Research, Graduate Studies, and Postdoctoral Training

Zhiliang Xu, associate professor in the Department of Applied and Computational Mathematics and Statistics, talks with a graduate student at the chalkboard

As a Catholic university, one of [Notre Dame’s] distinctive goals is to provide a forum where, through free inquiry and open discussion, the various lines of Catholic thought may intersect with all the forms of knowledge found in the arts, sciences, professions, and every other area of human scholarship and creativity.

    —From Notre Dame’s Mission Statement

Research and graduate education have an inextricable connection to one another. Both professors and students benefit from working together, the former by mentoring new colleagues who can provide not only assistance but also fresh perspectives, and the latter by learning how one contributes research that matters to the body of knowledge in a particular field.

Quite often faculty seek out postdoctoral scholars to join their teams, as well. In addition to significantly enhancing a group’s research capacity and further developing their own professional identities, these recent Ph.D. recipients bring an understanding of the demands pursuing a doctorate entails, making them a tremendous asset to graduate students currently navigating that process.

Notre Dame fosters an outstanding environment for these wide-ranging collaborations, as they naturally depend, first and foremost, on the strength of the faculty, and ours are among the best at what they do.

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Prashan de Visser (M.A. peace studies, 2015) presents on Global Unites at TEDxUNDPrashan de Visser (M.A. peace studies, 2015) presents
at TEDxUND.

Indicators of their excellence are numerous, ranging from an impressive fellowship record in the liberal arts to partnerships such as the Notre Dame Deloitte Center for Ethical Leadership and the Joint Institute for Nuclear Astrophysics—Center for the Evolution of the Elements. These faculty in turn bring their considerable expertise to the graduate programs administered by the School of Architecture, the Mendoza College of Business, the Graduate School, and the Law School, allowing the University to offer approximately 30 doctoral and 60 master’s degrees as well as the J.D.

Building on our commitment to support scholarship at the most advanced levels, recent University initiatives—highlighted by the Strategic Research Investments, Notebaert Premier Fellowships for graduate students, and the Office for Postdoctoral Scholars—promise to raise the bar even higher. This is a fitting trajectory for an institution founded on the premise that it would someday be “one of the most powerful means for doing good in this country.”

Indeed, those words, spoken by Rev. Edward Sorin, C.S.C., when Notre Dame was little more than an idea, continue to drive research that matters some 175 years later.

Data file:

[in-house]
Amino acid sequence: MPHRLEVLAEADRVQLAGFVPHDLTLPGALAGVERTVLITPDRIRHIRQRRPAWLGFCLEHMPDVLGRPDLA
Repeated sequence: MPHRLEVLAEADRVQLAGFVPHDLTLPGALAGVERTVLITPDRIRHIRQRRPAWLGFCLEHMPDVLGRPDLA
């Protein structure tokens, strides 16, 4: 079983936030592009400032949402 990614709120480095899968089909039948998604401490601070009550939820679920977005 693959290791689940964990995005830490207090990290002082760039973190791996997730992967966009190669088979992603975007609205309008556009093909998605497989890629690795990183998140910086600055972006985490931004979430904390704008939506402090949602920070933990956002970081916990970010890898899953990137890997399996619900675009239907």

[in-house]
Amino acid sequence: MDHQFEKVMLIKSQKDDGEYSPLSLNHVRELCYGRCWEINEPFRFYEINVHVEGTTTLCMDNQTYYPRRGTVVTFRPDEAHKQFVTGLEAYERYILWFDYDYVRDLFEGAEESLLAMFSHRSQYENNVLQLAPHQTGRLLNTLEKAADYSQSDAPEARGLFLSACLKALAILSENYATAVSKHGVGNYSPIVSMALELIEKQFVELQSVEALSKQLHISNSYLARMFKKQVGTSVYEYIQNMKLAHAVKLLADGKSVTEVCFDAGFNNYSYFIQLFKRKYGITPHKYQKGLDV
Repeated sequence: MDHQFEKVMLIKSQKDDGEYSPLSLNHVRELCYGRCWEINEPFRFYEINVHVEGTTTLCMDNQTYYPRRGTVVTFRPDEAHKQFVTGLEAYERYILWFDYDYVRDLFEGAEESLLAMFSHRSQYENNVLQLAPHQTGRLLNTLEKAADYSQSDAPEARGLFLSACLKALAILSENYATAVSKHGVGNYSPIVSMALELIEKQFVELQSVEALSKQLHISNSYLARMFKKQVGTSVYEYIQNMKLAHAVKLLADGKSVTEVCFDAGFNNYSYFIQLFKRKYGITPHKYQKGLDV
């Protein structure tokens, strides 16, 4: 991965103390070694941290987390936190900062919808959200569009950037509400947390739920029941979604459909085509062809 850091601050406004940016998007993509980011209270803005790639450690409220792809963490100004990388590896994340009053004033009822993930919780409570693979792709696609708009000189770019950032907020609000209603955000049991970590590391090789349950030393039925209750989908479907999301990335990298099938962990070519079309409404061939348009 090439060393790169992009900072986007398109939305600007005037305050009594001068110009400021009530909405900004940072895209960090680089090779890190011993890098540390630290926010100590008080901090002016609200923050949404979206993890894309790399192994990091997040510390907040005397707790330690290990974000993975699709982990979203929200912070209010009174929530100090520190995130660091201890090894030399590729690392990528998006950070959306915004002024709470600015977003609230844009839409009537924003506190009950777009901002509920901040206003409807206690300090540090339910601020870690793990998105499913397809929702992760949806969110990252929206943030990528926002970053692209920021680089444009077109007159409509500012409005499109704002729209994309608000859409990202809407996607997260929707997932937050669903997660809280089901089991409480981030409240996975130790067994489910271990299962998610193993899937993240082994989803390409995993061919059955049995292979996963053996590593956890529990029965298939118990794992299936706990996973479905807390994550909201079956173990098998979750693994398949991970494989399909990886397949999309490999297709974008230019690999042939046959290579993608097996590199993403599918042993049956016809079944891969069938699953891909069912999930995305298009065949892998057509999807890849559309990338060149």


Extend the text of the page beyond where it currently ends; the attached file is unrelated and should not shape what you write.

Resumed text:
Research News

Growth in Notre Dame research and scholarship funding continues

Author: Brandi Klingerman

Notre Dame continued the steady expansion and growth of its research, scholarship and creative endeavor programs during the most recent fiscal year, recording $141.6 million in research funding. The amount is part of a trend that has led to a 75 percent increase in external research funding awarded to the University compared to 10 years ago. 

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Eco-friendly chrome plating technology developed at Notre Dame advances toward commercialization with investment from Nucor Corp.

Author: Notre Dame News

Trion Coatings LLC, which owns an environmentally friendly chrome plating process developed in partnership between Notre Dame faculty members and a startup company based at the University’s IDEA Center, has sold a minority equity position in Trion’s parent company to Nucor Corp. As part of its investment, Nucor will work with Trion Coatings to commercialize the technology by building the first commercial facility for the plating process at Nucor Fastener in St. Joe, Indiana.

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Engineers use Tiki torches in study of soot, diesel filters

Author: Jessica Sieff

Chemical engineers testing methods to improve efficiency of diesel engines while maintaining performance are getting help from a summer staple: Tiki torches. A team of engineers at Notre Dame and Cummins Inc. is using the backyard torches as part of an effort to mimic the soot oxidation process in a diesel engine—when soot in diesel exhaust collects in the walls of a particulate filter and has to be burned off.

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Professor James Sullivan appointed to Commission on Social Impact Partnerships

Author: Rachel Fulcher-Dawson

James X. Sullivan, professor of economics at Notre Dame and co-founder of the University’s Wilson Sheehan Lab for Economic Opportunities, has been appointed to serve as a member of the U.S. Commission on Social Impact Partnerships. The bipartisan commission, created by the 2018 Social Impact Partnerships to Pay for Results Act, will advise the Treasury Department on the selection of state and local pay-for-success projects that will be supported by a new $100 million fund.

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Links of Interest